• ODM told the country their interest was only to unite the country, not succession politics.
• But after spending taxpayers' money on a task force whose benefit only the two knew and wanted.
Politics of betrayal, horse trading and mere lust for the state largesse has been our staple for as long as we can imagine.
But the open pretension that a party can be in government as well as opposition is a new low that politics of the stomach is serving us. ODM cut its teeth as a party that spoke the language of the oppressed.
For that, it won quite a number of citizens' support. Some died supporting it but now many feel let down. It's thus not coincidental that the masses are trooping to embrace the people they feel largely represent their aspirations as well as champion their causes.
It will not matter how those enjoying state power feel about those who have decided to stand with the people in their hour of need. That is the new reality that those crafting succession schemes will have to grapple with. It is also on this score that ODM is fast losing its public face resulting in its current flip flop on matters of national importance.
The party, for the record, has been far from forthright in its public pronouncements and deeds. First, at the initiation of the handshake, which birthed the current cooperation between the party and the Jubilee Party, for umpteenth times told the country their interest was only to unite the country, not succession politics.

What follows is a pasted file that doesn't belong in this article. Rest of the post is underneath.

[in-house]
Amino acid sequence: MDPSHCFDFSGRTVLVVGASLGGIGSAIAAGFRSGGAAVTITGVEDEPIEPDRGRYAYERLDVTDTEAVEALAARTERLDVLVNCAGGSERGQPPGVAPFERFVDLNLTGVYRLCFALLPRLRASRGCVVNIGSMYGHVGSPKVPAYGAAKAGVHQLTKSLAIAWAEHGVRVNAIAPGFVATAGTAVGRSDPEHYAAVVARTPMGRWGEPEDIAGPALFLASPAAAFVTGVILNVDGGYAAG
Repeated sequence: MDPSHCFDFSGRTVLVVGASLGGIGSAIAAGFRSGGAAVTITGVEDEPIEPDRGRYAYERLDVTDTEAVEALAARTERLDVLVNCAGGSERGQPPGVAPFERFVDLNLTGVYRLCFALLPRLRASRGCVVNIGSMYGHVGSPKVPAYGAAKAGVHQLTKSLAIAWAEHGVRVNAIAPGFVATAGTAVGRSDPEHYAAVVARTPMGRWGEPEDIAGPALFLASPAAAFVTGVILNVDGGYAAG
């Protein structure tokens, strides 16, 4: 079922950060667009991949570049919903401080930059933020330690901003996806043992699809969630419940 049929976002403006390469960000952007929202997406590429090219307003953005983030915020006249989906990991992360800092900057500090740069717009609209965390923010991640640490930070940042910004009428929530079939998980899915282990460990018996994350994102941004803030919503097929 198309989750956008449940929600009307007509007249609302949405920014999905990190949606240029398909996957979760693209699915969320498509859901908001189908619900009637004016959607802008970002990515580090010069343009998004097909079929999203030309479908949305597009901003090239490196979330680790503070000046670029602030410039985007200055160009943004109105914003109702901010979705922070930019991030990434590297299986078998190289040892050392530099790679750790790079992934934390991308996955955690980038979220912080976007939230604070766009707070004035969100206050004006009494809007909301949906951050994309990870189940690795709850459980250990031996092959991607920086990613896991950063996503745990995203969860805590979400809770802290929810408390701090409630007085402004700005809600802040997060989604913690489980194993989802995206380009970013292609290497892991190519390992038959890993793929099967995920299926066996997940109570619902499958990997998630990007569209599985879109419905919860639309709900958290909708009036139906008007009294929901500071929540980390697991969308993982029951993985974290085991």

But after spending taxpayers' money on a task force whose benefit only the two knew and wanted, more money was to be spent on a repeat exercise they conveniently called validation.
Nobody opposed the first document. They today take stands that are diametrically opposed to the will of their supporters- all in the name of saving their union. To cap it all, their double speak on corruption is baffling. Only those who are opposed to their stands are hauled in court. They will today sanitise a suspect only to come out guns blazing and nail their opponent the next moment.
Economic and political analyst